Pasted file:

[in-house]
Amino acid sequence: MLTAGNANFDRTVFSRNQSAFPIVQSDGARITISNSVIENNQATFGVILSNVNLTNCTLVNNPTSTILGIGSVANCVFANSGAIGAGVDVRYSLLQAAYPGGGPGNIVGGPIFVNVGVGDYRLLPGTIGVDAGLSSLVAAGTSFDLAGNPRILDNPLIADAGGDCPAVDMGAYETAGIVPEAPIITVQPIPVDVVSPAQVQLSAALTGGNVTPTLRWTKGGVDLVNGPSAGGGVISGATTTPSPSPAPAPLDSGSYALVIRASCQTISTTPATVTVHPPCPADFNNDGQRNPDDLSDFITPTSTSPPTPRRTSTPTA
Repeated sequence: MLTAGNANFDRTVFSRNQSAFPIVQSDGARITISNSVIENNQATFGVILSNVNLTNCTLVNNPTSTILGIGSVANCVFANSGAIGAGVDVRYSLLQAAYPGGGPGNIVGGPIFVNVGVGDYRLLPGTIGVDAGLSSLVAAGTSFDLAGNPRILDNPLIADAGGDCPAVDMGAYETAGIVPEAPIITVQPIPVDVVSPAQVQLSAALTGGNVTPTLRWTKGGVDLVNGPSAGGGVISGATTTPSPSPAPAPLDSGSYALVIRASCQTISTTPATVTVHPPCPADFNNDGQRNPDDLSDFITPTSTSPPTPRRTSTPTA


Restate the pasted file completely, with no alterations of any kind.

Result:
[in-house]
Amino acid sequence: MLTAGNANFDRTVFSRNQSAFPIVQSDGARITISNSVIENNQATFGVILSNVNLTNCTLVNNPTSTILGIGSVANCVFANSGAIGAGVDVRYSLLQAAYPGGGPGNIVGGPIFVNVGVGDYRLLPGTIGVDAGLSSLVAAGTSFDLAGNPRILDNPLIADAGGDCPAVDMGAYETAGIVPEAPIITVQPIPVDVVSPAQVQLSAALTGGNVTPTLRWTKGGVDLVNGPSAGGGVISGATTTPSPSPAPAPLDSGSYALVIRASCQTISTTPATVTVHPPCPADFNNDGQRNPDDLSDFITPTSTSPPTPRRTSTPTA
Repeated sequence: MLTAGNANFDRTVFSRNQSAFPIVQSDGARITISNSVIENNQATFGVILSNVNLTNCTLVNNPTSTILGIGSVANCVFANSGAIGAGVDVRYSLLQAAYPGGGPGNIVGGPIFVNVGVGDYRLLPGTIGVDAGLSSLVAAGTSFDLAGNPRILDNPLIADAGGDCPAVDMGAYETAGIVPEAPIITVQPIPVDVVSPAQVQLSAALTGGNVTPTLRWTKGGVDLVNGPSAGGGVISGATTTPSPSPAPAPLDSGSYALVIRASCQTISTTPATVTVHPPCPADFNNDGQRNPDDLSDFITPTSTSPPTPRRTSTPTA